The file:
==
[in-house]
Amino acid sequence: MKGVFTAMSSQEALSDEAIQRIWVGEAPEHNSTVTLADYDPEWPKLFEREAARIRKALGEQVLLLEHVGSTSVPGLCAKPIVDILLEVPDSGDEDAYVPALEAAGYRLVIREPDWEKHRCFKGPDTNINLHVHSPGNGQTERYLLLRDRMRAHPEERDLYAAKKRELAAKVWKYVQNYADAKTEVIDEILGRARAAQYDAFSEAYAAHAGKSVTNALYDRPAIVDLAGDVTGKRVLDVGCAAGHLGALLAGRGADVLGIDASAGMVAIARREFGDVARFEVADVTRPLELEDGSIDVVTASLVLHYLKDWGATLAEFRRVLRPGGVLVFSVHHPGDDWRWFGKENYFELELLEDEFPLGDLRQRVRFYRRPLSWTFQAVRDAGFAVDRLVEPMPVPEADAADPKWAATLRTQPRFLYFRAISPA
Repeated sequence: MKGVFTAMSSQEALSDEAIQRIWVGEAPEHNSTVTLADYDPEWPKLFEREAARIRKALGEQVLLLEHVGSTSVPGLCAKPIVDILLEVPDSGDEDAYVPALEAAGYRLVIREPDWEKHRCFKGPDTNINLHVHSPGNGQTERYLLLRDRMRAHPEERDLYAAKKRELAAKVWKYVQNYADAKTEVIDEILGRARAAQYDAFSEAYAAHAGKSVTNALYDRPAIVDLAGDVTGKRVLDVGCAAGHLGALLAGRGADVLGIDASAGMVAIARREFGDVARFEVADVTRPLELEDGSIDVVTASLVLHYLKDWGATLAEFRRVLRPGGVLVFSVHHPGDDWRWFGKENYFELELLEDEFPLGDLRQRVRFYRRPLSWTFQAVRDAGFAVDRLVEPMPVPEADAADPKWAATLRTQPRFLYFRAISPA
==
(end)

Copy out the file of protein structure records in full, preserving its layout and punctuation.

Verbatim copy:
[in-house]
Amino acid sequence: MKGVFTAMSSQEALSDEAIQRIWVGEAPEHNSTVTLADYDPEWPKLFEREAARIRKALGEQVLLLEHVGSTSVPGLCAKPIVDILLEVPDSGDEDAYVPALEAAGYRLVIREPDWEKHRCFKGPDTNINLHVHSPGNGQTERYLLLRDRMRAHPEERDLYAAKKRELAAKVWKYVQNYADAKTEVIDEILGRARAAQYDAFSEAYAAHAGKSVTNALYDRPAIVDLAGDVTGKRVLDVGCAAGHLGALLAGRGADVLGIDASAGMVAIARREFGDVARFEVADVTRPLELEDGSIDVVTASLVLHYLKDWGATLAEFRRVLRPGGVLVFSVHHPGDDWRWFGKENYFELELLEDEFPLGDLRQRVRFYRRPLSWTFQAVRDAGFAVDRLVEPMPVPEADAADPKWAATLRTQPRFLYFRAISPA
Repeated sequence: MKGVFTAMSSQEALSDEAIQRIWVGEAPEHNSTVTLADYDPEWPKLFEREAARIRKALGEQVLLLEHVGSTSVPGLCAKPIVDILLEVPDSGDEDAYVPALEAAGYRLVIREPDWEKHRCFKGPDTNINLHVHSPGNGQTERYLLLRDRMRAHPEERDLYAAKKRELAAKVWKYVQNYADAKTEVIDEILGRARAAQYDAFSEAYAAHAGKSVTNALYDRPAIVDLAGDVTGKRVLDVGCAAGHLGALLAGRGADVLGIDASAGMVAIARREFGDVARFEVADVTRPLELEDGSIDVVTASLVLHYLKDWGATLAEFRRVLRPGGVLVFSVHHPGDDWRWFGKENYFELELLEDEFPLGDLRQRVRFYRRPLSWTFQAVRDAGFAVDRLVEPMPVPEADAADPKWAATLRTQPRFLYFRAISPA